Also related to convention campaigning opportunities, you alleged that your slate’s supporters were told to remove their campaign t-shirts before entering the convention while the incumbent slate’s supporters were allowed to wear theirs. The convention rules prohibited the distribution of campaign literature inside the convention hall, but specifically allowed delegates to wear hats, shirts, ties, buttons, or any campaign paraphernalia at any time and place. Witnesses reported seeing supporters of both slates wearing campaign t-shirts. The investigation revealed that you and another MDT candidate reported that a sergeant-at-arms stated that campaign t-shirts were not permitted in the convention hall. It further revealed that you went to the union’s attorney who told you that such t-shirts were allowed; and another candidate from your slate reported this to the election committee chairman who subsequently told the sergeant-at-arms that t-shirts were allowed. Accordingly, because the mistake was addressed in a timely manner, there was no violation.

Slate Voting

You alleged that slate voting was permitted in the international officer election in contravention to the OPCMIA constitution. You alleged that the voting instructions were unclear and that voters may not have understood that they were not required to vote for a whole slate, but could split their votes among the slates. The constitution does not address slate voting. The investigation revealed that delegates were instructed in a number of ways how to mark the ballot; the ballot itself contained instructions on the reverse side regarding the way in which votes should be marked and the front side stated, “See reverse side for instructions.” The instructions stated:

You may vote for a full slate. To vote for a full slate, fill in the bubble next to the name of the slate of your choice. If you vote for a full slate, only the slate vote will be counted, and any votes for individual candidates not on that slate will be ignored. Do not vote for more than one slate. To vote for candidates individually, completely fill in the bubble next to the names of the candidates of your choice and do not put any marks in any of the bubbles next to the names of slates.

The investigation further established that similar instructions were delivered on the convention floor on August 12, 2014. The instructions were posted on the door of the polling place, and the election committee chairman stated that he reminded delegates of the instructions when they entered the polling place and offered them copies of the instructions. Further, while the records review showed that five members indicated both a slate vote and votes for individual candidates, none of the members interviewed stated that he or she was unable to understand how to properly mark the ballot from the instructions given. Accordingly, there was no violation.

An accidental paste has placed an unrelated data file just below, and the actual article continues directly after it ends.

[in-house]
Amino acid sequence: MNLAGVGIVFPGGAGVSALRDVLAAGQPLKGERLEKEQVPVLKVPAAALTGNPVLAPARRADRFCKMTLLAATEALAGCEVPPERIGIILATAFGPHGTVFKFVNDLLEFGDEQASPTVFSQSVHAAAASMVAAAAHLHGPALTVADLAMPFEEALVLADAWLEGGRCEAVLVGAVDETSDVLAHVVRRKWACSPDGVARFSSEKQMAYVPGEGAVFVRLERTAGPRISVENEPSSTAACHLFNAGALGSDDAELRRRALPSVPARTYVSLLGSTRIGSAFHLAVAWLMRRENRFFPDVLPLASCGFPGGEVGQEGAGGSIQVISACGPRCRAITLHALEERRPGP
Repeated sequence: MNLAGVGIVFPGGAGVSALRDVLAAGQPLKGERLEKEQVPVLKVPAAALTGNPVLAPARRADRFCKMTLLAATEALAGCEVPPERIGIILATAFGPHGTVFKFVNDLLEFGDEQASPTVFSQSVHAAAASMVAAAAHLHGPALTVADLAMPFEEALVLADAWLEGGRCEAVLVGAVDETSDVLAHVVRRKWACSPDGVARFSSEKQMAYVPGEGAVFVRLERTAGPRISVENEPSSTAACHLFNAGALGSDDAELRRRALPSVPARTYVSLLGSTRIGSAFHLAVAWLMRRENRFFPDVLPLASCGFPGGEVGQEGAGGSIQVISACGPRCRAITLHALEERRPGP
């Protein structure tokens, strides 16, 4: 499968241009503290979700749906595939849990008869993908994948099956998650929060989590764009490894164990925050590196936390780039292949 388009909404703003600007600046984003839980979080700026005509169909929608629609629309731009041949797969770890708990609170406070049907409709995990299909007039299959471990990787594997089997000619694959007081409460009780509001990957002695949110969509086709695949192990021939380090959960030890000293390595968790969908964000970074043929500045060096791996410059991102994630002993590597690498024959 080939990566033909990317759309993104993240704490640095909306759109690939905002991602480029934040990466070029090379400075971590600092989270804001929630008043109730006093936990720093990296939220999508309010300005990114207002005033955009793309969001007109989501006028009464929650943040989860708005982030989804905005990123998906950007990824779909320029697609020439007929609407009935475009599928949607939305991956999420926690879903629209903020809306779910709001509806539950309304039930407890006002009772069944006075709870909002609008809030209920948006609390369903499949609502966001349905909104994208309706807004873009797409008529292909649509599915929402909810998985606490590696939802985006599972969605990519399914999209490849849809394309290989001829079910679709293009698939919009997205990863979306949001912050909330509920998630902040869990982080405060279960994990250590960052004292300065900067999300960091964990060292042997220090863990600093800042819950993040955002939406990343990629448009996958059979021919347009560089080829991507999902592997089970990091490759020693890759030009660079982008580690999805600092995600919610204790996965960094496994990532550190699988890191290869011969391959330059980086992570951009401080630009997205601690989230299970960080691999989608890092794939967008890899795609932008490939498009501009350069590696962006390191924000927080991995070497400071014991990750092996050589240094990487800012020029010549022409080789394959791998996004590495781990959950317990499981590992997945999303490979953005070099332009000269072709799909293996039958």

Final Tally

You alleged that the final tally was not announced or reported at the convention. You alleged further that the tally was read into the record the day after the election, but too rapidly to take notes. The LMRDA requires adequate safeguards to insure a fair election and requires the voting results for each local labor organization’s election to be published. The investigation revealed that the election committee announced the winners of the election immediately after the tally, but they did not give a full report of the tally until the following day. Further, the result totals were read into the convention record and were published in the convention proceedings and the final election report. There is no particular rule under the union’s constitution or the LMRDA governing the announcement of the election results at the convention; thus, there was no violation

For the reasons set forth above, the Department has concluded that there was no violation of the LMRDA that may have affected the outcome of the election. Accordingly, the office has closed the file regarding this matter.


Sharon Hanley
Chief, Division of Enforcement

cc: Patrick D. Finley, General President
Operative Plasterers' and Cement Masons' International Association
11720 Beltsville Drive, Suite 700
Beltsville, MD 20705

Christopher B. Wilkinson, Associate Solicitor
Civil Rights and Labor-Management Division